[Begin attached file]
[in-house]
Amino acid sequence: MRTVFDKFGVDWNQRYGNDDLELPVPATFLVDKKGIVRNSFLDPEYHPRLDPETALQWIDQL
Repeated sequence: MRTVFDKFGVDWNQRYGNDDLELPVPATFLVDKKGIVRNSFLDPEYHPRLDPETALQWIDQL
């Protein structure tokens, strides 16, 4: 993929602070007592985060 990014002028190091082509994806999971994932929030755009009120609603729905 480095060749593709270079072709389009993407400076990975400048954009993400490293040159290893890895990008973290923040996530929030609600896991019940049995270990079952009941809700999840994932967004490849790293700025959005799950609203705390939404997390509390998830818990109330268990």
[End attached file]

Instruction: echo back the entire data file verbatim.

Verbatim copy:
[in-house]
Amino acid sequence: MRTVFDKFGVDWNQRYGNDDLELPVPATFLVDKKGIVRNSFLDPEYHPRLDPETALQWIDQL
Repeated sequence: MRTVFDKFGVDWNQRYGNDDLELPVPATFLVDKKGIVRNSFLDPEYHPRLDPETALQWIDQL
């Protein structure tokens, strides 16, 4: 993929602070007592985060 990014002028190091082509994806999971994932929030755009009120609603729905 480095060749593709270079072709389009993407400076990975400048954009993400490293040159290893890895990008973290923040996530929030609600896991019940049995270990079952009941809700999840994932967004490849790293700025959005799950609203705390939404997390509390998830818990109330268990």